Saturday, July 21, 2018

Music and Your Community

I had just finished watching one of Tekno’s music videos when I decided to write this.  The video brought to mind the immense musical talent of the artist. I was compelled to recall a well-popularized fiasco when he performed in Kenya, sometimes in 2017, when I was left wondering how things went wrong for one who is so vastly talented.  

What often comes to mind, each time I recall that Kenya incident, is what a Kenyan fan had said while spitting his frustration. The guy posted on Facebook, that Kenyans do not wish to shape their music in the path of the Nigerian music industry. The statement could mean that he knows that Kenyan music was supposed to sound Kenyan. But since no Nigerian had asked Kenyans to design their music to sound Nigerian, the implication is that he is ignorant that music is supposed to mirror the community from which it is born.

Music is an art. Art is the creation of beauty. Art will never expect Kenyans to design their music to sound Nigerian. If you come to Nigeria, you will know that we listen to music from everywhere around the world. Even though we listen to all these forms, we only get inspired to create music that is ours, music in which you find the Nigerian character, notably in the parlance, dance, costume, and remnants of Nigeria’s music past.

So, what is expected from Kenyan music artists is for them to get inspiration by any good music, not minding where it comes from. The spin from the music would then trigger new songs, songs that would endure through generations. Yes, music that mirrors society from where it was created endures, as it makes the people proud, playing what they feel belongs to them. On the other hand, music that fails to reflect the community from which it comes is fleeting, like a candle in the rain.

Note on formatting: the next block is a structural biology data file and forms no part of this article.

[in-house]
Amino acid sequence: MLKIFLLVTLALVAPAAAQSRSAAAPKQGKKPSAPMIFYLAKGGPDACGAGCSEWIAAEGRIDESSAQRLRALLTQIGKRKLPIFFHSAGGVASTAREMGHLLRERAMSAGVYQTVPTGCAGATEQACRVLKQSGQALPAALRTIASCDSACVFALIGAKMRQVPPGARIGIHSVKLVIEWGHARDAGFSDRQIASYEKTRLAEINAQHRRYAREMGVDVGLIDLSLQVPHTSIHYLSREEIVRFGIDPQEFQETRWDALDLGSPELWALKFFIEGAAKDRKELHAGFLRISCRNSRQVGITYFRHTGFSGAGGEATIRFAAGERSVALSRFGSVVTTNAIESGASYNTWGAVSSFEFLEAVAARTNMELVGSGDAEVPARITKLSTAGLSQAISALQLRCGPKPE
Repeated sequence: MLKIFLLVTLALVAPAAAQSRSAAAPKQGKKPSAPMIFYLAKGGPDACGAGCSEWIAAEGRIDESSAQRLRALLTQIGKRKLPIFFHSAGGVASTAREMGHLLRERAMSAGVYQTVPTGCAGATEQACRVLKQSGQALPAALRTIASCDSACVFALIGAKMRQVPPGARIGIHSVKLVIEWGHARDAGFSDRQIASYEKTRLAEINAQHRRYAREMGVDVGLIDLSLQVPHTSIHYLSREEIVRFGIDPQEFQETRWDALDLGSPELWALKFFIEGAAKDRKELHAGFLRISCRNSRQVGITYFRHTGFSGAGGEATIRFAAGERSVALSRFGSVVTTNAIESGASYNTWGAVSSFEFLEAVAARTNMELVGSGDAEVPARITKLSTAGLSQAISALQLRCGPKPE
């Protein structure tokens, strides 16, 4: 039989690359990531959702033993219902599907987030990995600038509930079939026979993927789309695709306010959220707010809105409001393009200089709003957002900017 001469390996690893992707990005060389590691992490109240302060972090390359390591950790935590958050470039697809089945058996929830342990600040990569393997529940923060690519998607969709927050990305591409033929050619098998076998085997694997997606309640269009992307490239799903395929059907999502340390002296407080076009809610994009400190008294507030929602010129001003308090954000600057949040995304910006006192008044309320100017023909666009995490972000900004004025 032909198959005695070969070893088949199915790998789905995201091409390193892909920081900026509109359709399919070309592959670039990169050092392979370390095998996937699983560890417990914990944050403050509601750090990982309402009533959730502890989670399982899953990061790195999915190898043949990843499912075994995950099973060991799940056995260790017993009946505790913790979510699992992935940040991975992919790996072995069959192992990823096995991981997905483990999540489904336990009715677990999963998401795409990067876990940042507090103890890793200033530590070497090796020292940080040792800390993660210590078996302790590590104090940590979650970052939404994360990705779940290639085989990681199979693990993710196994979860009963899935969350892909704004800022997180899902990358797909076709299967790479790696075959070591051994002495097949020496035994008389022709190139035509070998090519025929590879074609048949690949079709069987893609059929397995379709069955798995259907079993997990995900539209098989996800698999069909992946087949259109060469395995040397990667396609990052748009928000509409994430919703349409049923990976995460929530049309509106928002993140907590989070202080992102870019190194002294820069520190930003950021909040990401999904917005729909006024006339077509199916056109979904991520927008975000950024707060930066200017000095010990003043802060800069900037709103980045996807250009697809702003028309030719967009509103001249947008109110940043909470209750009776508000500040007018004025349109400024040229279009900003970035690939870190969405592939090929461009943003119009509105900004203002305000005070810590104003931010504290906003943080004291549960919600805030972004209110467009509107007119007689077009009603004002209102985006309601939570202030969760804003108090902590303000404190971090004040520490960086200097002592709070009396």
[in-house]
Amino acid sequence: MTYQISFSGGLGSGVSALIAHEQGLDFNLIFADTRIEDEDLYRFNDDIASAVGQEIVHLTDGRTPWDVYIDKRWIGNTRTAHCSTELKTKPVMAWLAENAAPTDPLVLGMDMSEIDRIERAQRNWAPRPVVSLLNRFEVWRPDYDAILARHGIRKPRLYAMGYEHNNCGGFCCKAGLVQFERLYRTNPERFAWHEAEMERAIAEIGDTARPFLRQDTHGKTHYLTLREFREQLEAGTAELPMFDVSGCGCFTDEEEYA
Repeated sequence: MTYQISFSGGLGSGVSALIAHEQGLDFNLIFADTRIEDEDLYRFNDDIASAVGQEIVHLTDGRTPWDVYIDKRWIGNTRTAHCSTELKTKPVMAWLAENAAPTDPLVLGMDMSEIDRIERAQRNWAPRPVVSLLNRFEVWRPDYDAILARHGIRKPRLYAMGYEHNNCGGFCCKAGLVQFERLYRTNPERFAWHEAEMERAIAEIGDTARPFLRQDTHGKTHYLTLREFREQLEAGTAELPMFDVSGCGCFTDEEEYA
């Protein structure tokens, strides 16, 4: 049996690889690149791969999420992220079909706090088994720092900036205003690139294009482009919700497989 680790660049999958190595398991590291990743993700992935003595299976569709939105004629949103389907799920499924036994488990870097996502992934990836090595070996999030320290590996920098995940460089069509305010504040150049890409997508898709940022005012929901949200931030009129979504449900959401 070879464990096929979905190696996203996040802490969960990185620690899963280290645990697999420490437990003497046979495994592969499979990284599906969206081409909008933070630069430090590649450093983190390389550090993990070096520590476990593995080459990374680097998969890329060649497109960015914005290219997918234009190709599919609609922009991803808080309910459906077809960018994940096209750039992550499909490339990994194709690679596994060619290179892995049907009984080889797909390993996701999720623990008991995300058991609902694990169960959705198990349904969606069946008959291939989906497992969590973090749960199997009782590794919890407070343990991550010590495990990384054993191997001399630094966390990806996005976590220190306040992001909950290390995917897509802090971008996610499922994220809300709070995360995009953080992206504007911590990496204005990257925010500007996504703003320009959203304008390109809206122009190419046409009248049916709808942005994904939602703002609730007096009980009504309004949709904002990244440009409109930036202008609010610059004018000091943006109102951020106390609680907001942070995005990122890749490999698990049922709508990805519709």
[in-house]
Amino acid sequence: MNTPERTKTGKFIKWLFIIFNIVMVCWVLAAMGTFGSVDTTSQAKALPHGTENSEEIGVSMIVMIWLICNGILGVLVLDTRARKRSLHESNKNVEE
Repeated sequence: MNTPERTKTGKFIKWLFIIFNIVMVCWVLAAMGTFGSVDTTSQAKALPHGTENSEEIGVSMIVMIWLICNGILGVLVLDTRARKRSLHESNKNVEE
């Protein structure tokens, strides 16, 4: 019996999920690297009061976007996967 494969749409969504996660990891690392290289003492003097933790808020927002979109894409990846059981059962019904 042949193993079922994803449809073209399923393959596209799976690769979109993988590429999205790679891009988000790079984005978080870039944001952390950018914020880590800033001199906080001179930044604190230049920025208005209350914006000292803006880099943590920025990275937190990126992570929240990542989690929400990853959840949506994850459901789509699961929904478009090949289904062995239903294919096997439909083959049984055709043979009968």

To end this, I want to recount what I learned reading the history of Reggae. According to the article, Reggae is the end result of the mimicry of American pop. The music evolved to embody a Jamaican identity, a character in which there is only a small fragment of the American music culture. It is the same with Nigerian contemporary music industry. When it started, I was a strong critic of the music, asking why there is that constant effort to sound American. But just about a decade and a half later, we can confidently say that we have finally found our own music independence as well. If the Kenyan music industry is still uncharacteristic of Kenya, they should just carry on. Eventually, it will begin to reflect a Kenyan identity.